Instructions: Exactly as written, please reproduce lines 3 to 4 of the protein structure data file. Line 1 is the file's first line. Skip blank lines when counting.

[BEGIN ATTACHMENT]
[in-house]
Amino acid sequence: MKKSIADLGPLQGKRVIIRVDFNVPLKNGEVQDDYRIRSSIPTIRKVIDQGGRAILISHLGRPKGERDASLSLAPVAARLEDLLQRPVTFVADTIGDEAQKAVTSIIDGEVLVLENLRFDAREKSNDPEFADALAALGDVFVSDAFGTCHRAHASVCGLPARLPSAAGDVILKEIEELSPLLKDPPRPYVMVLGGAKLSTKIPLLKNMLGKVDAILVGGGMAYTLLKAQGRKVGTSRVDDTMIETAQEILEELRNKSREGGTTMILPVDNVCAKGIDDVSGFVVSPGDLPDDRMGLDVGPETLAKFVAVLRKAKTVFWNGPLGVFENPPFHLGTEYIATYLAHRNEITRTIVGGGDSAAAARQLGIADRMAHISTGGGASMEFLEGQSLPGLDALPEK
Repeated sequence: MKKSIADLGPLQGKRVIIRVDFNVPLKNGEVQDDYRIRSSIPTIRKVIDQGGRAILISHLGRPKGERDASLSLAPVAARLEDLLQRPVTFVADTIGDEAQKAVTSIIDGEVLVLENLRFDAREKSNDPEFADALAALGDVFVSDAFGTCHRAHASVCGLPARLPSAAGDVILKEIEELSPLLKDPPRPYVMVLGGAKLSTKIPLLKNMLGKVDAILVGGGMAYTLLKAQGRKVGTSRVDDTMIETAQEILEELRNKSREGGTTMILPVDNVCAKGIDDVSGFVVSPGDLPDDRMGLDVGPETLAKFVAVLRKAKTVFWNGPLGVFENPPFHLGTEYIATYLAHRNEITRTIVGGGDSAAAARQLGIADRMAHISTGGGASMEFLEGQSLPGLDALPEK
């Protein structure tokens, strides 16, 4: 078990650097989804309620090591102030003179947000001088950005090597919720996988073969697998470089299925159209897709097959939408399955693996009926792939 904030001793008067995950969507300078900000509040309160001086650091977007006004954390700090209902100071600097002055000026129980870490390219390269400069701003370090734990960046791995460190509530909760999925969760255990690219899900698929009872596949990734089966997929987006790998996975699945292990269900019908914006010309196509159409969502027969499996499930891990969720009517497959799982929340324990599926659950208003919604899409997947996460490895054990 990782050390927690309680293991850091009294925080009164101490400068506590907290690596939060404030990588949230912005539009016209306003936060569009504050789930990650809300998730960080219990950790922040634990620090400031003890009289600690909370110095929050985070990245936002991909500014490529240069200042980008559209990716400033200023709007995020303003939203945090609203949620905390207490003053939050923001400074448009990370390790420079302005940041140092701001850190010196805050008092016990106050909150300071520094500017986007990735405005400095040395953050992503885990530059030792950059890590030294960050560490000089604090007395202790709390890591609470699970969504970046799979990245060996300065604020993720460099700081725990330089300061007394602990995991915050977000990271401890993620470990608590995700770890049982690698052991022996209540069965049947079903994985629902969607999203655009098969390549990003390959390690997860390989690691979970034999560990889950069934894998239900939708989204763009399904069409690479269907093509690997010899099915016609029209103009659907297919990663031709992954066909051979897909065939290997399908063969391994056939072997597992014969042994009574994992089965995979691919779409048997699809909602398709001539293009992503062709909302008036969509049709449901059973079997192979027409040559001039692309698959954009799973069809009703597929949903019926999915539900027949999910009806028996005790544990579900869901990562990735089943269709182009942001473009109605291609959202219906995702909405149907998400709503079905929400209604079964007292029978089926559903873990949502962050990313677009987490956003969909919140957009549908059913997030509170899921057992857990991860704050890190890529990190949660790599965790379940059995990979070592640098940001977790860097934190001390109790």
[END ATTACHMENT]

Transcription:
Repeated sequence: MKKSIADLGPLQGKRVIIRVDFNVPLKNGEVQDDYRIRSSIPTIRKVIDQGGRAILISHLGRPKGERDASLSLAPVAARLEDLLQRPVTFVADTIGDEAQKAVTSIIDGEVLVLENLRFDAREKSNDPEFADALAALGDVFVSDAFGTCHRAHASVCGLPARLPSAAGDVILKEIEELSPLLKDPPRPYVMVLGGAKLSTKIPLLKNMLGKVDAILVGGGMAYTLLKAQGRKVGTSRVDDTMIETAQEILEELRNKSREGGTTMILPVDNVCAKGIDDVSGFVVSPGDLPDDRMGLDVGPETLAKFVAVLRKAKTVFWNGPLGVFENPPFHLGTEYIATYLAHRNEITRTIVGGGDSAAAARQLGIADRMAHISTGGGASMEFLEGQSLPGLDALPEK
């Protein structure tokens, strides 16, 4: 078990650097989804309620090591102030003179947000001088950005090597919720996988073969697998470089299925159209897709097959939408399955693996009926792939 904030001793008067995950969507300078900000509040309160001086650091977007006004954390700090209902100071600097002055000026129980870490390219390269400069701003370090734990960046791995460190509530909760999925969760255990690219899900698929009872596949990734089966997929987006790998996975699945292990269900019908914006010309196509159409969502027969499996499930891990969720009517497959799982929340324990599926659950208003919604899409997947996460490895054990 990782050390927690309680293991850091009294925080009164101490400068506590907290690596939060404030990588949230912005539009016209306003936060569009504050789930990650809300998730960080219990950790922040634990620090400031003890009289600690909370110095929050985070990245936002991909500014490529240069200042980008559209990716400033200023709007995020303003939203945090609203949620905390207490003053939050923001400074448009990370390790420079302005940041140092701001850190010196805050008092016990106050909150300071520094500017986007990735405005400095040395953050992503885990530059030792950059890590030294960050560490000089604090007395202790709390890591609470699970969504970046799979990245060996300065604020993720460099700081725990330089300061007394602990995991915050977000990271401890993620470990608590995700770890049982690698052991022996209540069965049947079903994985629902969607999203655009098969390549990003390959390690997860390989690691979970034999560990889950069934894998239900939708989204763009399904069409690479269907093509690997010899099915016609029209103009659907297919990663031709992954066909051979897909065939290997399908063969391994056939072997597992014969042994009574994992089965995979691919779409048997699809909602398709001539293009992503062709909302008036969509049709449901059973079997192979027409040559001039692309698959954009799973069809009703597929949903019926999915539900027949999910009806028996005790544990579900869901990562990735089943269709182009942001473009109605291609959202219906995702909405149907998400709503079905929400209604079964007292029978089926559903873990949502962050990313677009987490956003969909919140957009549908059913997030509170899921057992857990991860704050890190890529990190949660790599965790379940059995990979070592640098940001977790860097934190001390109790």